It’s an amazing film that has been reviewed and criticized and lauded thousands of times over the last seven decades, so I won’t review it in too much depth. Suffice it to say that in the land of Oz, nothing is as it seems, and its story continues to awe and amaze adults and children to this day — one of the few films of its era that can claim such a feat. It’s a film with heart and soul, and I freely confess to absolutely adoring it. Which is why when I learned that it was being screened nationwide, for only one day at only one time, in it’s new High Definition print (as a promotion for the pending Blu Ray release), I jumped at the chance to see it. Few, if any, of us have ever had the chance to see it on the big screen (and it’s more than likely that if you missed it this time around, you may not get another one), and it was not an opportunity to pass up.
The HD print is, in short, spectacular. Presented in its original aspect ratio, it’s crisp and vibrant and absolutely stunning. The moment when Dorothy throws open the door of her house to our first glimpse of Oz is so sharp and rich, the drastic change almost hurts the eyes. Every hue and tone is captured gloriously, and the film becomes almost hypnotic — I found myself entranced, watching the backgrounds more and more, taking in the amazing set pieces as well as the painted backdrops and artwork. There’s so much going on in every scene — random emus and cranes wandering through the forest, flowers bursting everywhere, and a surprising amount of backdrop movement — all of which is clearer and more impressive with the new print. The exquisite costume design, with so many individually distinct outfits for the Munchkins, as well as the residents of Emerald City, are all the more splendid, with each detail clearer and more impressive. The sound is sharp — a little too sharp, in parts, but that’s simply a consequence of the recording capabilities of the time.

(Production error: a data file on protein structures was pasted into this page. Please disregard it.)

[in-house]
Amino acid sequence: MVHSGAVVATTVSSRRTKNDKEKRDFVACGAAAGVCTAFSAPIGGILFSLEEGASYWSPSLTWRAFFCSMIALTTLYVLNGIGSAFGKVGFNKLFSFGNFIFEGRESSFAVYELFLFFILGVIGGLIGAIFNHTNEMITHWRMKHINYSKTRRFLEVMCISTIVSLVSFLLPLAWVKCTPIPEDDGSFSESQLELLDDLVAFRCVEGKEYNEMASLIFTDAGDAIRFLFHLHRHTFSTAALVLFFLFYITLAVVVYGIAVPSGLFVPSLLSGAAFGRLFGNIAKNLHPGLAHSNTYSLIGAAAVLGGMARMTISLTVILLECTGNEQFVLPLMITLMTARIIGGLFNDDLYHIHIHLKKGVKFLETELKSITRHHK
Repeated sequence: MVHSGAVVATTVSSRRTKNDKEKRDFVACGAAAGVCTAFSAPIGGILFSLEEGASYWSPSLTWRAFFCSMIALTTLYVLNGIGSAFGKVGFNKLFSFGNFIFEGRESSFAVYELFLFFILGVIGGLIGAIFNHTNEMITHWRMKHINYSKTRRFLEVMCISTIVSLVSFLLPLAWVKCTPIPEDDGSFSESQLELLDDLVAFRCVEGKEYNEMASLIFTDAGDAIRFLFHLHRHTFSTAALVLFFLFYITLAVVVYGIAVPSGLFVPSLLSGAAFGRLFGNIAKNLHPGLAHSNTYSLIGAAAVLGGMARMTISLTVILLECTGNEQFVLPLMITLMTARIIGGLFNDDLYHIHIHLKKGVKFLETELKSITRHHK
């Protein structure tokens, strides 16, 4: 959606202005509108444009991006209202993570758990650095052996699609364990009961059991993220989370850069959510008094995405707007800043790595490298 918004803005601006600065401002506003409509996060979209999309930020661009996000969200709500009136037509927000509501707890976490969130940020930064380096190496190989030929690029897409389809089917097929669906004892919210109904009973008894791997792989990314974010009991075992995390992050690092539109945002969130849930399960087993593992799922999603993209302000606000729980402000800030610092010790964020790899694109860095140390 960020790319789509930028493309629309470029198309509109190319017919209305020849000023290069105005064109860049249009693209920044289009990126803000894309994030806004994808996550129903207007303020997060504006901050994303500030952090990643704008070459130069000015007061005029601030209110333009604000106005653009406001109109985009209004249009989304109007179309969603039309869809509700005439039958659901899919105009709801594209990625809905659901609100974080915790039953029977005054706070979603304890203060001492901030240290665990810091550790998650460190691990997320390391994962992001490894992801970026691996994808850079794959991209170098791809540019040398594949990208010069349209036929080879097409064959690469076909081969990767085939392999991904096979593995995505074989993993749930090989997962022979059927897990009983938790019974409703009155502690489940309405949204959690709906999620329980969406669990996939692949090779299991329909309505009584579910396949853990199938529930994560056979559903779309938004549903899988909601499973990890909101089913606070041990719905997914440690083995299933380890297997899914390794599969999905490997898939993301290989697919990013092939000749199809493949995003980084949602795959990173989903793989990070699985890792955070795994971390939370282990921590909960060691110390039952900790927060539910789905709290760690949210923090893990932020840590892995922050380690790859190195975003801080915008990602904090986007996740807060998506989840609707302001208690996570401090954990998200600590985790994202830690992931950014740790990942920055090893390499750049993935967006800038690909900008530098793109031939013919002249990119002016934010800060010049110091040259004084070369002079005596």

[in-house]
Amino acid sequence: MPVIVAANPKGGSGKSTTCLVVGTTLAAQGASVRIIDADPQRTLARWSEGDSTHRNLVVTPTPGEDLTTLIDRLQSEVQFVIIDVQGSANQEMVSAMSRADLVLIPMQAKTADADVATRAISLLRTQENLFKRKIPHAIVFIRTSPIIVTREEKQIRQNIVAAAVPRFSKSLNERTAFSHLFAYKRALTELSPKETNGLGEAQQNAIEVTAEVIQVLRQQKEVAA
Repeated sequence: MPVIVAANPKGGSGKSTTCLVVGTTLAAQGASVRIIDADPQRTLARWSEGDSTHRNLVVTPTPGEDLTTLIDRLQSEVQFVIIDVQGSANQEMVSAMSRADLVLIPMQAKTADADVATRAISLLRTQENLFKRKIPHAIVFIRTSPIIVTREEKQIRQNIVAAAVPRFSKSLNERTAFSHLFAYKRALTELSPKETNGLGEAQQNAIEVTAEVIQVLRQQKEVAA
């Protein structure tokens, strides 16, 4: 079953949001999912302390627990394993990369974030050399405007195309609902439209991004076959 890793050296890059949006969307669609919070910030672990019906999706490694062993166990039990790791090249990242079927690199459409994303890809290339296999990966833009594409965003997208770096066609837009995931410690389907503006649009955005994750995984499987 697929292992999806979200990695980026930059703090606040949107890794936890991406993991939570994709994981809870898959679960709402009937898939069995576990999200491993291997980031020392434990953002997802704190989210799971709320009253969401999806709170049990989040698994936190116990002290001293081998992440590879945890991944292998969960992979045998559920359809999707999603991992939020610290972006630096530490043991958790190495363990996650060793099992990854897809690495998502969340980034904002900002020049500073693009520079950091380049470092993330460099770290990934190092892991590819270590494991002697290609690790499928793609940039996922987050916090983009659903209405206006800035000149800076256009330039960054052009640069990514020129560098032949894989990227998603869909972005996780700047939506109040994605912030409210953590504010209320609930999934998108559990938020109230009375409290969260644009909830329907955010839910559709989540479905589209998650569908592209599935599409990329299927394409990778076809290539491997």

It was preceded by a breezy introductory documentary (part of a much longer one that will be part of the voluminous Blu Ray extra features, I assume) hosted by Angela Lansbury, containing archival footage, interviews, and little outtake bits. There was a remarkable amount of trivia contained in there — for example, the original Tin Man was hospitalized after inhaling aluminum dust, as well as taking the audience through the exhausting casting process (it does conveniently leave out how Toto was paid more than many of the actors, particularly the Munchkins, as well as the numerous problems in filming — rewrites, reshoots, and staff changes). It was short enough so that people didn’t lose interest, and only built up the anticipation.
What was perhaps most satisfying was the audience response. I’m a rare filmgoer, mainly because I despise the interruptions and noise that pervades theaters nowadays. Not this night. The audience was rapt with attention, whether they were jaded misanthropes like myself, tiny children, teenagers or elderly folks. People laughed and clapped and little kids giggled and squealed. I saw a woman of at least 80 with her grandchild sitting in my row, and each of them was equally captivated. A little girl of about 8 was dressed as Dorothy, right down to the pigtails and ruby slippers, and gleefully skipped into the theater. I saw a lumbering giant of a man, dressed in a Randy Moss jersey big enough to build a tent out of, chuckling and grinning through the whole film.
Which is why, clichéd as it may be, The Wizard of Oz really is one of those timeless pictures. It still has the ability to evoke feelings of reverence and delight out of people, and clearly it’s not just out of a sense of nostalgia. Little kids, regardless of what kind of barrage of noise they’re currently being subjected to, still adore it. Adults are still charmed by it. Which is why I make no apologies about it — I absolutely love The Wizard of Oz. I always have, since my parents showed it to me as a wee TK. It remains to this day one of Hollywood’s finest achievements, and will always be a breathtaking example of cinema done perfectly.
TK writes about music and movies. He enjoys dogs, raising the dead, and tacos. You can email him here.